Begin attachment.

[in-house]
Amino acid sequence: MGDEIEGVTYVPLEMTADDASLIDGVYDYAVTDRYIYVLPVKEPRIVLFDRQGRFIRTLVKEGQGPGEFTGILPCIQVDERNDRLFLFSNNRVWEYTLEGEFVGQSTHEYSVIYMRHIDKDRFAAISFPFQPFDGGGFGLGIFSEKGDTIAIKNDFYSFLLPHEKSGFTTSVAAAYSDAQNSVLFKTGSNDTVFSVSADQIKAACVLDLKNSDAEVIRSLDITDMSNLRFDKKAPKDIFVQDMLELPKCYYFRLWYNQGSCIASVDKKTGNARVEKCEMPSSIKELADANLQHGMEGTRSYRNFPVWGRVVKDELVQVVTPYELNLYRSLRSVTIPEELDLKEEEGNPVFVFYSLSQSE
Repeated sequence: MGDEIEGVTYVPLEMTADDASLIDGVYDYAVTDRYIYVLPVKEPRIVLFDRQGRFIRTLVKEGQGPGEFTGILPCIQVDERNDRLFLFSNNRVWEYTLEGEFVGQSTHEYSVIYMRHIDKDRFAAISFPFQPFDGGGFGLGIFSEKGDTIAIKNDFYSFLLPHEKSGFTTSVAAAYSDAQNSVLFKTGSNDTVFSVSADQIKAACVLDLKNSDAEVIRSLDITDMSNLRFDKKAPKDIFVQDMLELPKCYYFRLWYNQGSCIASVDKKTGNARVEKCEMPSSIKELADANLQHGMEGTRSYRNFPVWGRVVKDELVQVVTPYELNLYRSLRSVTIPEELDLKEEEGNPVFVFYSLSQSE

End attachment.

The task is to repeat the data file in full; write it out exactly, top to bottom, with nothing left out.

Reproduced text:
[in-house]
Amino acid sequence: MGDEIEGVTYVPLEMTADDASLIDGVYDYAVTDRYIYVLPVKEPRIVLFDRQGRFIRTLVKEGQGPGEFTGILPCIQVDERNDRLFLFSNNRVWEYTLEGEFVGQSTHEYSVIYMRHIDKDRFAAISFPFQPFDGGGFGLGIFSEKGDTIAIKNDFYSFLLPHEKSGFTTSVAAAYSDAQNSVLFKTGSNDTVFSVSADQIKAACVLDLKNSDAEVIRSLDITDMSNLRFDKKAPKDIFVQDMLELPKCYYFRLWYNQGSCIASVDKKTGNARVEKCEMPSSIKELADANLQHGMEGTRSYRNFPVWGRVVKDELVQVVTPYELNLYRSLRSVTIPEELDLKEEEGNPVFVFYSLSQSE
Repeated sequence: MGDEIEGVTYVPLEMTADDASLIDGVYDYAVTDRYIYVLPVKEPRIVLFDRQGRFIRTLVKEGQGPGEFTGILPCIQVDERNDRLFLFSNNRVWEYTLEGEFVGQSTHEYSVIYMRHIDKDRFAAISFPFQPFDGGGFGLGIFSEKGDTIAIKNDFYSFLLPHEKSGFTTSVAAAYSDAQNSVLFKTGSNDTVFSVSADQIKAACVLDLKNSDAEVIRSLDITDMSNLRFDKKAPKDIFVQDMLELPKCYYFRLWYNQGSCIASVDKKTGNARVEKCEMPSSIKELADANLQHGMEGTRSYRNFPVWGRVVKDELVQVVTPYELNLYRSLRSVTIPEELDLKEEEGNPVFVFYSLSQSE